Posts Tagged ‘Social Work’

Should Teachers be Able to Tell People they Are Bad Parents?

January 23, 2014


Ofsted chief inspector Sir Michael Wilshaw wants teachers to feel free to tell parents they don’t think are doing a good job that they are ‘bad parents‘.

This is a most preposterous opinion and one that indicates he might not be the right person for the position.

Parenting is a very difficult job, as every child is different and no single strategy works for every child. Some require firmness, others thrive with a more calm approach, some need to be motivated, others need to be shown how to relax. There is no course or degree that parents are forced to attend prior to having a baby. Parents start as rank amateurs and learn on the job. Sometimes they get on top of things, sometimes they struggle. This is to be expected. If every adult waited until they had all the answers before embarking on parenthood the birth rate would plummet.

What better profession is there for understanding the fragility of rearing children as the teaching profession? Up to 30 children in the classroom, some with special needs, some high achievers with a thirst for greater challenges, some with aggression, others who daydream and then there are those that lose every book and pencil they’ve ever been given. We know how hard it is to nurture children, so why would we pass judgement on others?

The ideal teacher doesn’t criticise parents, but rather, works with them. The best outcomes occur when teachers and parents join forces in improving outcomes for their children.

Sure, we have all encountered parents with attitudes and methods which we do not approve of. We might even tactfully suggest they take a different approach. But how is name calling going to change the parents in question? How is mud slinging going to assist the child?

Click on the link to read Loving Parents Are Allowed to Take Some Time Out

Click on the link to read How Life Changes When You Become a Parent (Video)

Click on the link to read Have Our Children Stopped Dreaming?

Click on the link to read How to Spend Time With Your Kids When You Have No Time

Click on the link to read The Meaning of Being a Father (Video)

Click on the link to read 24 Signs You Are a Mother


Children To Be Taken Away From Parents Because of Their Weight

September 5, 2011

There is no doubt that social workers are unheralded and deserve much credit for the work that they do.  But having said that, I can’t hide my displeasure at their willingness to break up families in the name of raising thinner kids.

It bothers me that people think they know what is best for someone elses children.  It disturbs me that people can justify taking children from their flawed but loving parents and subject them to foster homes and estrangement from their flesh and blood all in the name of helping them to lose weight.

What about what the children want?  Has it ever occurred to them that some children are prepared to deal with the consequences of being severely overweight if it means they can remain with their parents?  Since when did physically healthy foster kids have it much better than obese kids enjoying the closeness of their parents and siblings?

And don’t tell me that parents that raise obese kids are ‘cruel’.  Yes, they have made poor parental decisions and yes their poor decisions may have all kinds of serious consequences for their kids.  But parenting, like weight loss, is not an easy job.  It is unfair to taint parents as ‘cruel’ and ‘unfit to parent’ just because they are not succeeding in breaking bad habits.  No parents wants to see their child suffer.  Some just need a lot more support than others to break bad habits.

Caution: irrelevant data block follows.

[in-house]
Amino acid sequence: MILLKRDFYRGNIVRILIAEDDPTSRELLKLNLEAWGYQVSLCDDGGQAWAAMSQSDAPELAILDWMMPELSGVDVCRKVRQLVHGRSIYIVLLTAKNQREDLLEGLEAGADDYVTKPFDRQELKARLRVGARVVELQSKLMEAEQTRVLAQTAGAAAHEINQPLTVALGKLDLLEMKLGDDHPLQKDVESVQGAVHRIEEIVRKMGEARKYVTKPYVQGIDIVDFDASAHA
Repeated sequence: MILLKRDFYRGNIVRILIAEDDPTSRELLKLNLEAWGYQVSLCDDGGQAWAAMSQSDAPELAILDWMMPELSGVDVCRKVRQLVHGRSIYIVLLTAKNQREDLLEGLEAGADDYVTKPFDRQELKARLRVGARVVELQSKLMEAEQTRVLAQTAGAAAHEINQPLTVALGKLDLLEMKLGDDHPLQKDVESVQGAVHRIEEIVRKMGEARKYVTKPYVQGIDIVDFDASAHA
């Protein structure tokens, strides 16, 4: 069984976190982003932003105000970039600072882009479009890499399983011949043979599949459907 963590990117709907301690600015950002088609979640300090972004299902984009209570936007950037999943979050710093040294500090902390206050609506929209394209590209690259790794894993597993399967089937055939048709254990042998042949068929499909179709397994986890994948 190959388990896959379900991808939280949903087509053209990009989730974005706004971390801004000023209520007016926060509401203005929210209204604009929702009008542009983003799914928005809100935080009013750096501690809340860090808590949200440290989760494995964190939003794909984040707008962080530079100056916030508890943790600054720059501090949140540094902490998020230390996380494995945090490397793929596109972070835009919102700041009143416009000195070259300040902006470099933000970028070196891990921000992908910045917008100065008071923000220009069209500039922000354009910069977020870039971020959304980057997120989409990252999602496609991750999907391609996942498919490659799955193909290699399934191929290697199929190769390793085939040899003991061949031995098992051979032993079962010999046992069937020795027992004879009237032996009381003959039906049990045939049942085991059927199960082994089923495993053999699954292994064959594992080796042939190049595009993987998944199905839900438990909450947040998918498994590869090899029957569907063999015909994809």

Four obese children are on the brink of being permanently removed from their family by social workers after their parents failed to bring their weight under control.

In the first case of its kind, their mother and father now face what they call the ‘unbearable’ likelihood of never seeing them again.

Their three daughters, aged 11, seven and one, and five-year-old son, will either be ‘fostered without contact’ or adopted.

Either way, the family’s only hope of being reunited will be if the children attempt to track down their parents when they become adults.

In an emotional interview, the 42-year-old mother said: ‘We might not be the perfect parents, but we love our children with all our hearts. To face a future where we will never see them again is unbearable.

‘They picked on us because of our size to start with and they just haven’t let go, despite the fact we’ve done everything to lose weight and meet their demands. We’re going to fight this to the bitter end. It feels like even prisoners have more human rights than we do.’

The bullying and stand over tactics by the social workers and courts were deplorable.  Making them send their kids to dance and sport lessons is not sensible at all.  Why wouldn’t the courts give the children a say about whether or not they wanted to go to dance and football?  Ask a young girl suffering from obesity whether or not she would take up dancing, she would invariably say, “Over my dead body.”  Clocking in and out to satisfy court imposed curfews and having social workers stand in corners taking notes at dinnertime just added to the lunacy.

Society is too harsh on parents.  Parenting is a difficult job.  Instead of judging or punishing parents for bad choices, would it be too much trouble to offer real support and encouragement?  Has this couple ever once been offered free appointments with dieticians or councillors?
Soon we are going to get to the stage where it is socially acceptable to classify any parent with even a slightly overweight child as a reckless and sub-standard parent.

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